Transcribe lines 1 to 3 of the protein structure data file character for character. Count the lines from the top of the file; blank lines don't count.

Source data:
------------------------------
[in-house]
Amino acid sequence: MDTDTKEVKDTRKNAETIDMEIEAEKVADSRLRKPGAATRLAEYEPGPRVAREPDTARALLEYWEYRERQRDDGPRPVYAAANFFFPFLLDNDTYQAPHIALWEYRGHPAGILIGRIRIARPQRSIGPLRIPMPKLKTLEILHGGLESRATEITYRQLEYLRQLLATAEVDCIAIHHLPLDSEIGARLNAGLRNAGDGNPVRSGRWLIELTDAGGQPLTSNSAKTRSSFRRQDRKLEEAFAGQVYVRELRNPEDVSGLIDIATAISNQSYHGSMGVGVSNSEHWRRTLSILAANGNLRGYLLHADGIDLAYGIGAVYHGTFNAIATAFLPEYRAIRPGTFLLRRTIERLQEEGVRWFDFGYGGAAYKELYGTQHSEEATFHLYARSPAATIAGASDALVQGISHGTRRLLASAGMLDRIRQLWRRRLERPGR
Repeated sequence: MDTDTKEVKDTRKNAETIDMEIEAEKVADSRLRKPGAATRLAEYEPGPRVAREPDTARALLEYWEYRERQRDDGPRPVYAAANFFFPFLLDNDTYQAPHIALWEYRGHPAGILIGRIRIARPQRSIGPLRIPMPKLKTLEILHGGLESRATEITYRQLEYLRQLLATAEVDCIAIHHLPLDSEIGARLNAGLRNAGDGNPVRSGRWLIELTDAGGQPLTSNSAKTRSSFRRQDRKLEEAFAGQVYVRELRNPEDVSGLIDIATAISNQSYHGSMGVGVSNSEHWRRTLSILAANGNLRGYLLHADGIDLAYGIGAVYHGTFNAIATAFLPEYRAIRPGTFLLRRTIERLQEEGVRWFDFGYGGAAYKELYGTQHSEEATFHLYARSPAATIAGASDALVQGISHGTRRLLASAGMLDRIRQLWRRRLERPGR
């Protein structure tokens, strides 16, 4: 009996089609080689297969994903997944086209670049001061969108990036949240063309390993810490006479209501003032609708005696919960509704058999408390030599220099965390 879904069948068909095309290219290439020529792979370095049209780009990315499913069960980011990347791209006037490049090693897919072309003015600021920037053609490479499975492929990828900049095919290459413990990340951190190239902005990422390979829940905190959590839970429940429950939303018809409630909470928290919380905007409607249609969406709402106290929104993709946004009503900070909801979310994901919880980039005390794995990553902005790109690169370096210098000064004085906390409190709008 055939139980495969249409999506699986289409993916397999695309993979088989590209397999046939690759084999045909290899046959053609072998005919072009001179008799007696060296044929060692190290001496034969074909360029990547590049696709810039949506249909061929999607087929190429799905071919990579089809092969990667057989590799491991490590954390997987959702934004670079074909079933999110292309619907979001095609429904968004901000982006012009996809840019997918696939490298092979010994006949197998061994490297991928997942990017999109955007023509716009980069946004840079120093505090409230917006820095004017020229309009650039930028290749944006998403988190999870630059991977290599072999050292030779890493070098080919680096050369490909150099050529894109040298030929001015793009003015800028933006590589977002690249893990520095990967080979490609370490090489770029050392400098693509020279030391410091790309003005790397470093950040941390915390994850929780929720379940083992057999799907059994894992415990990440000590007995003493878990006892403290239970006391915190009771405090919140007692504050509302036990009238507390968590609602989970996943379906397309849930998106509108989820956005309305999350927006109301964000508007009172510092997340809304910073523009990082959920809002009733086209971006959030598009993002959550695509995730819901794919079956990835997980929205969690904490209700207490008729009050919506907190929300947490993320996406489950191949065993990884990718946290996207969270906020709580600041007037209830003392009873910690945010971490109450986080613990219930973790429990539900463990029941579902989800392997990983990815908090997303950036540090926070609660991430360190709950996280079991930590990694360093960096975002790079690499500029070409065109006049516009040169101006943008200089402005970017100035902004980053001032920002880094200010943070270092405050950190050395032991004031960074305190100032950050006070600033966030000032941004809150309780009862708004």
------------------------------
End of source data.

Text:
[in-house]
Amino acid sequence: MDTDTKEVKDTRKNAETIDMEIEAEKVADSRLRKPGAATRLAEYEPGPRVAREPDTARALLEYWEYRERQRDDGPRPVYAAANFFFPFLLDNDTYQAPHIALWEYRGHPAGILIGRIRIARPQRSIGPLRIPMPKLKTLEILHGGLESRATEITYRQLEYLRQLLATAEVDCIAIHHLPLDSEIGARLNAGLRNAGDGNPVRSGRWLIELTDAGGQPLTSNSAKTRSSFRRQDRKLEEAFAGQVYVRELRNPEDVSGLIDIATAISNQSYHGSMGVGVSNSEHWRRTLSILAANGNLRGYLLHADGIDLAYGIGAVYHGTFNAIATAFLPEYRAIRPGTFLLRRTIERLQEEGVRWFDFGYGGAAYKELYGTQHSEEATFHLYARSPAATIAGASDALVQGISHGTRRLLASAGMLDRIRQLWRRRLERPGR
Repeated sequence: MDTDTKEVKDTRKNAETIDMEIEAEKVADSRLRKPGAATRLAEYEPGPRVAREPDTARALLEYWEYRERQRDDGPRPVYAAANFFFPFLLDNDTYQAPHIALWEYRGHPAGILIGRIRIARPQRSIGPLRIPMPKLKTLEILHGGLESRATEITYRQLEYLRQLLATAEVDCIAIHHLPLDSEIGARLNAGLRNAGDGNPVRSGRWLIELTDAGGQPLTSNSAKTRSSFRRQDRKLEEAFAGQVYVRELRNPEDVSGLIDIATAISNQSYHGSMGVGVSNSEHWRRTLSILAANGNLRGYLLHADGIDLAYGIGAVYHGTFNAIATAFLPEYRAIRPGTFLLRRTIERLQEEGVRWFDFGYGGAAYKELYGTQHSEEATFHLYARSPAATIAGASDALVQGISHGTRRLLASAGMLDRIRQLWRRRLERPGR